Read it for the suspenseful plot, but look elsewhere for the facts.



Interest in Lizzie Borden, tried and acquitted in the brutal 1892 murder of her father and stepmother, has never flagged; this fictional retelling depicts the unsolved crime from the perspective of the family’s live-in, Irish-immigrant maid, Bridget Sullivan.

Andrew Borden rules his household through tightfisted micromanagement and intimidation; his second wife, Abigail, passive and reclusive, communicates via written lists; Emma, Lizzie’s older sister, is seldom home. Lizzie, lonely, unstable, and combative, has attached herself to Bridget, following her when she leaves the house. Bridget’s grateful for her friendship and help with chores, but she finds Lizzie’s sleepwalking, spying, and screaming matches with her father deeply upsetting. Bridget’s fiance, Liam, wants her to quit, but she’s reluctant to leave a well-paid job. Lizzie reminds Bridget of her mentally disabled sister, Cara, for whose condition she feels responsible. While the portrait of the claustrophobic, creepy Borden household and its denizens, Lizzie especially, is grippingly vivid, Bridget herself is problematic. As a domestic, she’s less than credible. Her contemporary vocabulary full of breezy colloquialisms (“I didn’t buy it” (expressing skepticism); “you owe me”; “I’d stashed it”) bears little resemblance to the real Bridget’s plain speech (well-documented in trial transcripts). Lizzie holds the power in this unequal relationship; her inconsistent, abusive treatment renders Bridget’s tolerant affection puzzling and its rationale weak.

Read it for the suspenseful plot, but look elsewhere for the facts. (Historical fiction. 13-17)

Pub Date: Sept. 18, 2015

ISBN: 978-1-4405-8894-5

Page Count: 256

Publisher: Merit Press

Review Posted Online: June 23, 2015

Kirkus Reviews Issue: July 15, 2015

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Bound to be popular.


From the Ember in the Ashes series , Vol. 1

A suddenly trendy trope—conflict and romance between members of conquering and enslaved races—enlivened by fantasy elements loosely drawn from Arabic tradition (another trend!).

In an original, well-constructed fantasy world (barring some lazy naming), the Scholars have lived under Martial rule for 500 years, downtrodden and in many cases enslaved. Scholar Laia has spent a lifetime hiding her connection to the Resistance—her parents were its leaders—but when her grandparents are killed and her brother’s captured by Masks, the eerie, silver-faced elite soldiers of the Martial Empire, Laia must go undercover as a slave to the terrifying Commandant of Blackcliff Military Academy, where Martials are trained for battle. Meanwhile, Elias, the Commandant’s not-at-all-beloved son, wants to run away from Blackcliff, until he is named an Aspirant for the throne by the mysterious red-eyed Augurs. Predictably, action, intrigue, bloodshed and some pounding pulses follow; there’s betrayal and a potential love triangle or two as well. Sometimes-lackluster prose and a slight overreliance on certain kinds of sexual violence as a threat only slightly diminish the appeal created by familiar (but not predictable) characters and a truly engaging if not fully fleshed-out fantasy world.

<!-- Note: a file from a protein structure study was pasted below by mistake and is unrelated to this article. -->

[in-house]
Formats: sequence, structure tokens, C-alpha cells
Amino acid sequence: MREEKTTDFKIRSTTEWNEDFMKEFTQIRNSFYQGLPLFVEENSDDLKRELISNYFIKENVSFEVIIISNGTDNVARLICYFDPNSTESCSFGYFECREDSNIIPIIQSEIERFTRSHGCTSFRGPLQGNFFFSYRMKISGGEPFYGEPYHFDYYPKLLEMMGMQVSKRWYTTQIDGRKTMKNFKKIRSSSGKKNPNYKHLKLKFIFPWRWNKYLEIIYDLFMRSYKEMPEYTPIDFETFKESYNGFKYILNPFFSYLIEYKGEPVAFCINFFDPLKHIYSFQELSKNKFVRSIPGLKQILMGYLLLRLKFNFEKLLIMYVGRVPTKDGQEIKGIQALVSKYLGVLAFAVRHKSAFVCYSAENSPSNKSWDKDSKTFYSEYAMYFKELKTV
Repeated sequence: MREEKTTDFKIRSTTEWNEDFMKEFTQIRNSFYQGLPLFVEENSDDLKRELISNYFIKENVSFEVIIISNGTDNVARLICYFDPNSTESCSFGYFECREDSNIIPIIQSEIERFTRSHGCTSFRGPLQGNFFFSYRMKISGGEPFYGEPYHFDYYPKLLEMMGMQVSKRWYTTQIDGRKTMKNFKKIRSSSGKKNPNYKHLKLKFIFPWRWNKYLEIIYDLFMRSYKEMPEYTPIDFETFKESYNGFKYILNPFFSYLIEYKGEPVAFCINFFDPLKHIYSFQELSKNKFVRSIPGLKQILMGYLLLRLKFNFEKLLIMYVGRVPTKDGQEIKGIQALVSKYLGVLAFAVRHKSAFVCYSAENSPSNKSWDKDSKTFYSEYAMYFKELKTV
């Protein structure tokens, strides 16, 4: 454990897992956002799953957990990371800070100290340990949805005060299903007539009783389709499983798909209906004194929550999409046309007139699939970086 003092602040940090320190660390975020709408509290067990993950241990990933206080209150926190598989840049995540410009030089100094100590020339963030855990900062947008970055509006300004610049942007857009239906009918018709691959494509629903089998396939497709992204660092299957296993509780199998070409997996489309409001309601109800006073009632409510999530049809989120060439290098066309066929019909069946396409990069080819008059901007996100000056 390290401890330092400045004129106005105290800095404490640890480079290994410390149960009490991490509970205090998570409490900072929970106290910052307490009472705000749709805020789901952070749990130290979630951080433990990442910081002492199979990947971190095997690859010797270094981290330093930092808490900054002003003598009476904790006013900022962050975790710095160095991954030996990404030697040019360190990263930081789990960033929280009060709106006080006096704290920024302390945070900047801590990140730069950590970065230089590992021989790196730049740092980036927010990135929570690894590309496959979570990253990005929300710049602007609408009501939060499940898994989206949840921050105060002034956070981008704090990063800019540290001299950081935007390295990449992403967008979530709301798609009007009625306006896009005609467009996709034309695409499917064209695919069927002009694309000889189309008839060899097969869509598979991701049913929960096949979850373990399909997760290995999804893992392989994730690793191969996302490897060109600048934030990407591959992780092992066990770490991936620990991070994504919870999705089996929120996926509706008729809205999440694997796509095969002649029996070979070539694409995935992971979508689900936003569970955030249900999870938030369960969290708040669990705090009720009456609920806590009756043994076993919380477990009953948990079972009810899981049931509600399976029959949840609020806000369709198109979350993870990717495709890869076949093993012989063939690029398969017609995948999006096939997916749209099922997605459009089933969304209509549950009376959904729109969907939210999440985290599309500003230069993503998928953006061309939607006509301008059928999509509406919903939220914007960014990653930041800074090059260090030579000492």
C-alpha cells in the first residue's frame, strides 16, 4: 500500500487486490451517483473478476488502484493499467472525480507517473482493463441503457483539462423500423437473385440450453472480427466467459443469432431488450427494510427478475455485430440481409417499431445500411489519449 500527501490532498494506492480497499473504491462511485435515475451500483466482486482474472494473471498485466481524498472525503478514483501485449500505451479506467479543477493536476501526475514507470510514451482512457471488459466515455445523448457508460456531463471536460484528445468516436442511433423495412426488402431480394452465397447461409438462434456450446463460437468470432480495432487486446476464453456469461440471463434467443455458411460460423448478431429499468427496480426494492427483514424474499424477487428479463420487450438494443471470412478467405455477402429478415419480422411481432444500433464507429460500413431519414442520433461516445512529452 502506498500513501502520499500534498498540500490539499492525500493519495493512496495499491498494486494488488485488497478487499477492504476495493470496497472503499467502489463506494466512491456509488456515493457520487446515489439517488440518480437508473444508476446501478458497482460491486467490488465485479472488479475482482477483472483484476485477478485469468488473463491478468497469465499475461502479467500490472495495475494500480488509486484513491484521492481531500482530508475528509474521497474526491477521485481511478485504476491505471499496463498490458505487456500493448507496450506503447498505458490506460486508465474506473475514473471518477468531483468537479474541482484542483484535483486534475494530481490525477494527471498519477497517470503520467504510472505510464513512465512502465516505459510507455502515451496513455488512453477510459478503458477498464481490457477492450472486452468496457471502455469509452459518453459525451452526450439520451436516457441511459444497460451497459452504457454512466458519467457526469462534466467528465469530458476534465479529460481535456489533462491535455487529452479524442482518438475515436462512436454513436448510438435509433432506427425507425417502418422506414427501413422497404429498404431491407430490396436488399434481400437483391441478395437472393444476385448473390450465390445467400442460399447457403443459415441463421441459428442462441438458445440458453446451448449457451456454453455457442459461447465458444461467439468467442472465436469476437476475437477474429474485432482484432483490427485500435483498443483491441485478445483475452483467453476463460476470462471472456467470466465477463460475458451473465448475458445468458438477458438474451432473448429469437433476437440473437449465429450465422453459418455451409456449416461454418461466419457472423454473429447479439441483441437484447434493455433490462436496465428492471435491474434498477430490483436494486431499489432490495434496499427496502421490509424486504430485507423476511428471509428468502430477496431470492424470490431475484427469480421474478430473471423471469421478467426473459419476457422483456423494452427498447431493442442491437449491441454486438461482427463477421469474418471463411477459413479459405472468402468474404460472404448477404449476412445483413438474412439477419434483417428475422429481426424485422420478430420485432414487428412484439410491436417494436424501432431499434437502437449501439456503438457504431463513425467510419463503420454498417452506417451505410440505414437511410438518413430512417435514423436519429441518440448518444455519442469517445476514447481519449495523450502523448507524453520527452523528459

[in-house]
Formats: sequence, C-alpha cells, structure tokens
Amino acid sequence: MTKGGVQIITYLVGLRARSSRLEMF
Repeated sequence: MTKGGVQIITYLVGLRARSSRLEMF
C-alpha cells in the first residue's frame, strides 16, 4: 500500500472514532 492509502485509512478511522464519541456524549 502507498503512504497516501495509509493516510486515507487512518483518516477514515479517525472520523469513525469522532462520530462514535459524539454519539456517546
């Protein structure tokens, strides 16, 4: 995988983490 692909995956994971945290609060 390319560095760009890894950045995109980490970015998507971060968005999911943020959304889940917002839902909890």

Bound to be popular. (Fantasy. 13 & up)

Pub Date: April 28, 2015

ISBN: 978-1-59514-803-2

Page Count: 464

Publisher: Razorbill/Penguin

Review Posted Online: Jan. 10, 2015

Kirkus Reviews Issue: Jan. 15, 2015

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Skip this uninspired entry into the world of medieval love and court intrigue.


From the Betrothed series , Vol. 1

In an imagined setting evoking medieval England, King Jameson of Coroa pursues Hollis Brite.

The independent teenager makes Jameson laugh, but she lacks the education and demeanor people expect in a queen. Her friend Delia Grace has more knowledge of history and languages but is shunned due to her illegitimate birth. Hollis gets caught up in a whirl of social activity, especially following an Isolten royal visit. There has been bad blood between the two countries, not fully explained here, and when an exiled Isolten family also comes to court, Jameson generously allows them to stay. Hollis relies on the family to teach her about Isolten customs and secretly falls in love with Silas, the oldest son, even though a relationship with him would mean relinquishing Jameson and the throne. When Hollis learns of political machinations that will affect her future in ways that she abhors, she faces a difficult decision. Romance readers will enjoy the usual descriptions of dresses, jewelry, young love, and discreet kisses, although many characters remain cardboard figures. While the violent climax may be upsetting, the book ends on a hopeful note. Themes related to immigration and young women’s taking charge of their lives don’t quite lift this awkwardly written volume above other royal romances. There are prejudicial references to Romani people, and whiteness is situated as the norm.

Skip this uninspired entry into the world of medieval love and court intrigue. (Historical romance. 13-16)

Pub Date: May 5, 2020

ISBN: 978-0-06-229163-9

Page Count: 320

Publisher: HarperTeen

Review Posted Online: Feb. 5, 2020

Kirkus Reviews Issue: March 1, 2020

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